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I've noticed people avoid the word 方便面 these days, instead opting for the word 泡面. I'm not sure exactly when this switchover occurred but it does seem very pervasive at the moment.


KEY does define 泡面 as:

{TW usage} instant noodles


Is it just that 泡面 sounds fancier that it has cotton on?

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I think, your intuition is right. 泡面 sounds fancier, and people prefer fancier names unconsciously.

方便面 sounds cheap; they were just instant noodles for filling one‘s empty stomach. The name reminds the way how migrant rural workers eat 方便面, which is very common to see in train stations of big cities.

泡面 sounds as elegant as 泡茶 (make tea); because usually it takes time to 泡 (verb) something and then to enjoy what has been 泡-ed.

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When 速食面/ 方便面 (instant noodle) was invented, you needed to put the noodle into boiling water and cook it for 3 minutes. That requires using of a stove (it is still the majority type today)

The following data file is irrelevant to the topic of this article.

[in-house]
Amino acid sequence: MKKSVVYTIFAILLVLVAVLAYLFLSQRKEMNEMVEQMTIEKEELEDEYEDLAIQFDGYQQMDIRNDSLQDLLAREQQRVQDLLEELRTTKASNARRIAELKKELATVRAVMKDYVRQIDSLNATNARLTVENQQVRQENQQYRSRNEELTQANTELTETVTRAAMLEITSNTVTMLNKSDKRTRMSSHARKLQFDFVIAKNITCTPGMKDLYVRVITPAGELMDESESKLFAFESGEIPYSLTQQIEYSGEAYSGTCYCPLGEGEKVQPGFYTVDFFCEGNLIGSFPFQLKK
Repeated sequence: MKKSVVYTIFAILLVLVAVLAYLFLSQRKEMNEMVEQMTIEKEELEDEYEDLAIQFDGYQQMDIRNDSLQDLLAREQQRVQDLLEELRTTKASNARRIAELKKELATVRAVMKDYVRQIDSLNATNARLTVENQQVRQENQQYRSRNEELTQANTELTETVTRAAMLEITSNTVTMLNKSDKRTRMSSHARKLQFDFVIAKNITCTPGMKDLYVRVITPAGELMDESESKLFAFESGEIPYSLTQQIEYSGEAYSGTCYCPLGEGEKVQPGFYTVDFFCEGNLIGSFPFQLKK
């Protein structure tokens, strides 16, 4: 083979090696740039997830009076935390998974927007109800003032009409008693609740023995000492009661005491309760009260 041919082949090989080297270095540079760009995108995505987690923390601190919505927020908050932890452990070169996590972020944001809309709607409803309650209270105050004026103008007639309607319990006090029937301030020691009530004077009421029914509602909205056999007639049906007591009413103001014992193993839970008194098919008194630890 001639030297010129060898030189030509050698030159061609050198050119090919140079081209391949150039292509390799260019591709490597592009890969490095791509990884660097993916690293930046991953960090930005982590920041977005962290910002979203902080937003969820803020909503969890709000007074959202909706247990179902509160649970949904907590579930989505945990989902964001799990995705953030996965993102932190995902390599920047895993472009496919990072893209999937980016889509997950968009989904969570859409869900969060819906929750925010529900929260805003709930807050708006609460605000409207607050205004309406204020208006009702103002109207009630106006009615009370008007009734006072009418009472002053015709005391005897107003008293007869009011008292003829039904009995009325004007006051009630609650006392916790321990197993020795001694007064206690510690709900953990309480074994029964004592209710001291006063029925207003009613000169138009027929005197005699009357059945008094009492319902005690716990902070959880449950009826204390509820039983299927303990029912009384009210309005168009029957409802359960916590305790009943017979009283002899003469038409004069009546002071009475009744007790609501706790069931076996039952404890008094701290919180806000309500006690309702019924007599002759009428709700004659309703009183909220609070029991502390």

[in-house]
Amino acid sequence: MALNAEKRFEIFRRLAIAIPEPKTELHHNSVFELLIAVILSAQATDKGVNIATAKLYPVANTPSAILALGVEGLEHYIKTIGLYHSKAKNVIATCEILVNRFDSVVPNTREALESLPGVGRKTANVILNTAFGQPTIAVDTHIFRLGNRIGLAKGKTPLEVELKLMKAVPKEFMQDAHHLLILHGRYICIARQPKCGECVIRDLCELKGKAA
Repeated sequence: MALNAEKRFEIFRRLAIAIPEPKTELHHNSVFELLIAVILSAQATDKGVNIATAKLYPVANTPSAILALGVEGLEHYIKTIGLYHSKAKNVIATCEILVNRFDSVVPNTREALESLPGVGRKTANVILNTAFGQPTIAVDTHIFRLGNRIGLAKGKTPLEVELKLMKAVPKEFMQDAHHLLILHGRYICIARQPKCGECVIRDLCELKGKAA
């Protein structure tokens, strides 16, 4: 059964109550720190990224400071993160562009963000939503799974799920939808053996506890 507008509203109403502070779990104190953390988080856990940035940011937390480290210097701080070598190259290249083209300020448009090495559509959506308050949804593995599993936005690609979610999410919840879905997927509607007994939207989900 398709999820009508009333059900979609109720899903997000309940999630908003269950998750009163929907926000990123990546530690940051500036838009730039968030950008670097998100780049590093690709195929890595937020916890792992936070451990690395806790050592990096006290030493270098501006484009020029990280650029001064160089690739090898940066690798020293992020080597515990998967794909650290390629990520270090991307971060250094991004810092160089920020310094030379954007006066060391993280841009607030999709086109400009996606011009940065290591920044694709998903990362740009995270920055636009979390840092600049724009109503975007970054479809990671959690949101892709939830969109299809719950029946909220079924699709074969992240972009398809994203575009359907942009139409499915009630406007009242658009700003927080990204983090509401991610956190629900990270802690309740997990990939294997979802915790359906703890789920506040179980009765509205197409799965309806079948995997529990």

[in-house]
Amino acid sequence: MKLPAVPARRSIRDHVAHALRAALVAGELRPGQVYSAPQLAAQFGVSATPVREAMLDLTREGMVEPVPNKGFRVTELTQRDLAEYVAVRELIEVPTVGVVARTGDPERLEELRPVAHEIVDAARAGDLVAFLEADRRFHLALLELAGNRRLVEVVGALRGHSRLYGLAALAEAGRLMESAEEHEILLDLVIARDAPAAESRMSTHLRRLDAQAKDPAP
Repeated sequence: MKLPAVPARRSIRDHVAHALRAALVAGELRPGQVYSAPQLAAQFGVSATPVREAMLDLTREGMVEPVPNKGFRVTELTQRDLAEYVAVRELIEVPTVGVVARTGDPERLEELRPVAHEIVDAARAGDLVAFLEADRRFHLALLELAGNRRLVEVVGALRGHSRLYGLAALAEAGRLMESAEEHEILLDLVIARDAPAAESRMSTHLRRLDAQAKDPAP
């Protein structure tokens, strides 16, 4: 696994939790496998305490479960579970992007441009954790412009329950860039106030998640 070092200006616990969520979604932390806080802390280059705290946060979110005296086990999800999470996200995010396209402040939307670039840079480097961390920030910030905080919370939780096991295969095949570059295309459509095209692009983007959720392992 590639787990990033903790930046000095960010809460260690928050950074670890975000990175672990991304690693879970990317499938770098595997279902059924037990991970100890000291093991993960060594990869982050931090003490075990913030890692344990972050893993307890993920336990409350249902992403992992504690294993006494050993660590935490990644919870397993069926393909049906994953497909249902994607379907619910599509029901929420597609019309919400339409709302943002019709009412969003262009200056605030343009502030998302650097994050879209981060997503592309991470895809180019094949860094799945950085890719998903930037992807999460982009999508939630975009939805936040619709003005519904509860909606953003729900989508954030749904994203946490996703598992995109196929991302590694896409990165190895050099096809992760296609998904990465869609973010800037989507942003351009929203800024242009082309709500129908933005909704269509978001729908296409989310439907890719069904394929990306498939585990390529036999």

泡面 is a later version of instant noodle. All you need to do is pour boiled water into the foam cup (the foam cup is also the package) and cover it up for three minutes. Since most family have electric hot water dispenser, you don't need to use the stove to cook instant noodle anymore. The noodle is also called 'cup-noodle' (杯面) and all cup-noodle are '泡麵' ;

There are some 泡麵 come in regular package instead of foam cup package. you have to use your own bowl

'泡' in '泡面' means 'infuse', not 'bubble'

If Taiwan people call all instant noodles including the ones that needed cooking as '泡面', it may had been a generalization practice. Just like most Hong Kong people call all instant noodles 公仔麵. BTW, The official name for instant noodles in Hong Kong is 即食麫. In Guangdong , also called 即食麫.

Update:

There's a new style of Japanese ramen noodle called 泡系拉麵 (foam series ramen) which the soup of the ramen is thickened and foamed. If this style became popular in Taiwan, the term '泡麵'(foam noodle) may be confused with '泡麵'(infuse noodle)

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